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More Than Four in Ten Cancer Carers Not Being Given Adequate Training

More than four in ten cancer carers are not being given sufficient medical training according to new research by Macmillan Cancer Support.

Figures from a You Gov survey of over 2,000 cancer carers reveal that more than 45 per cent are not being properly trained in performing essential healthcare tasks such as infection control, changing dressings and giving medication.

Other findings reveal that when families and friends receive training on how to look after their loved ones with cancer, they are typically only given 20 minutes or less of training with health or social care professionals.

Alarmingly, around 33,000 cancer carers who perform healthcare tasks for their loved ones say those they are looking after have had to attend hospital specifically because of their lack of training.

Apart from clinical care, cancer carers also provide vital practical and emotional support to those they look after. This can include feeding, washing and dressing patients or simply being there to talk or do the shopping.

According to Macmillan, too many of the 1.1 million cancer carers in the UK are not being provided with the support they need to do their jobs properly, despite the introduction of the new Care Act more than six months ago.

Many carers report being excluded from discussions between their loved ones and healthcare professionals and when attending hospital appointments, being ignored, overlooked or in some cases, even being asked to stand outside the room against their wishes.

Carers do not always associate with the term ‘carer,’ instead, they merely see themselves as people looking after their loved ones. This means they can often suffer in silence leaving healthcare professionals having no idea that they are struggling or needing essential training and support.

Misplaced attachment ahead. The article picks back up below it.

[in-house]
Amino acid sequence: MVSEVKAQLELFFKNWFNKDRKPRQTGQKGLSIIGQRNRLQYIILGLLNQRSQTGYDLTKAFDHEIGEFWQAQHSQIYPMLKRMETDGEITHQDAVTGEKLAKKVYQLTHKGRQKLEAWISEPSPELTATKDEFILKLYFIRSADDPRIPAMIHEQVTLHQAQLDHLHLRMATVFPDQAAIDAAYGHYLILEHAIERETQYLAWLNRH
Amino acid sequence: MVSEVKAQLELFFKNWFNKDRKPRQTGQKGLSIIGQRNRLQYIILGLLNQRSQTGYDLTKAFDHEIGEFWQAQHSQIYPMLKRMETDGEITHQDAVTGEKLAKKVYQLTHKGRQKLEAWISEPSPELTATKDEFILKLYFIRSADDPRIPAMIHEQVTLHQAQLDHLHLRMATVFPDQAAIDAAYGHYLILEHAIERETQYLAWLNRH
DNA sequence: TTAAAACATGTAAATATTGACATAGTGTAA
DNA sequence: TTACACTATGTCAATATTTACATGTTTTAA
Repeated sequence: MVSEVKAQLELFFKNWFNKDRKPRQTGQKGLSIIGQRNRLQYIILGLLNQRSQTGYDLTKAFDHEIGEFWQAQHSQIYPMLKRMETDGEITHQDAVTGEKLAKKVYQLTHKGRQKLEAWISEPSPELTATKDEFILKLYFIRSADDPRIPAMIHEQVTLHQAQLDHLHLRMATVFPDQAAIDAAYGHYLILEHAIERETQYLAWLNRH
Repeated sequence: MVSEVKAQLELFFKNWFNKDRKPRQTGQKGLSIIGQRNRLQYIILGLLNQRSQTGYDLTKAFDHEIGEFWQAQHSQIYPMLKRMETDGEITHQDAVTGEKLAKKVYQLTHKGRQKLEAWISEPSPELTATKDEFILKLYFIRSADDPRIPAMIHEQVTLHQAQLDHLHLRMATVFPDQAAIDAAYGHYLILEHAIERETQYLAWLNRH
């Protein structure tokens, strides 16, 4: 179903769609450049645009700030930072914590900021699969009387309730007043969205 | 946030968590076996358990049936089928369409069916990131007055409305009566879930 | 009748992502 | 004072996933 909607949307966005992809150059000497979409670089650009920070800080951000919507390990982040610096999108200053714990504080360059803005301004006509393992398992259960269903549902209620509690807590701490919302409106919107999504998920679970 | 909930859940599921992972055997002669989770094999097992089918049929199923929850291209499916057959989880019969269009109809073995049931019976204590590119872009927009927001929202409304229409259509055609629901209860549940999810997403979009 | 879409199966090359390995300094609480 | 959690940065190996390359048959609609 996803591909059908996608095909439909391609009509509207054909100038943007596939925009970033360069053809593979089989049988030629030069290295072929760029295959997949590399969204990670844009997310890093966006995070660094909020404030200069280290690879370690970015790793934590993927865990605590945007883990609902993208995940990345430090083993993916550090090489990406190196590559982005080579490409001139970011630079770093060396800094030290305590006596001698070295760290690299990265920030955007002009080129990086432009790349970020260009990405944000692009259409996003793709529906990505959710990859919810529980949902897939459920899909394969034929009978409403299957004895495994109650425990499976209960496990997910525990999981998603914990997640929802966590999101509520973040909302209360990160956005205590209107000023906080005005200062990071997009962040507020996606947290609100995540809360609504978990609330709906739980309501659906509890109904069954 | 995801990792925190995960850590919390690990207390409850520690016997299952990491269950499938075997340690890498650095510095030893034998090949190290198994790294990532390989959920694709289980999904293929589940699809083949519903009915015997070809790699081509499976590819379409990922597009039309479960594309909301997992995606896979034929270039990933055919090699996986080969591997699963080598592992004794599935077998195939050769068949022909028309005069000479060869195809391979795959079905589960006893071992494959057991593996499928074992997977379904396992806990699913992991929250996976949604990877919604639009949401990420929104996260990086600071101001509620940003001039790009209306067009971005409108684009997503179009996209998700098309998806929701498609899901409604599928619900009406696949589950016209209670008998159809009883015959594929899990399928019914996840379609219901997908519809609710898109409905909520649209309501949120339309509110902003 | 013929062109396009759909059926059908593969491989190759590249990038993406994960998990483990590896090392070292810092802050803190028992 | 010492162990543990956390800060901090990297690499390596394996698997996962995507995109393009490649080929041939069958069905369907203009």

Juliet Bouverie, Director of Services and Influencing at Macmillan Cancer Support, said, “It is unfair to put carers in a situation where they are left alone not knowing how to carry out caring tasks or manage the side effects of treatment if something goes wrong.

“Without support, cancer carers can accidently put their loved one’s health at risk. We would never expect nurses or other professionals to do these tasks without training so why are we leaving friends and family in this vulnerable situation?”

Cancer carers not only perform essential healthcare tasks for their loved ones but they also provide crucial emotional support and practical help. If, however, they are not being given the right support that they need they could potentially be endangering the health of their patients or left not knowing what to do in the event they are required to carry out specific healthcare tasks that they haven’t been trained to perform.

Nisha Sharma is a senior clinical negligence solicitor at Slater and Gordon Lawyers in London.

If you or a member of your family suffered from negligent treatment in hospital, call our medical negligence solicitors for a free consultation on freephone 0800 916 9049 or contact us online.

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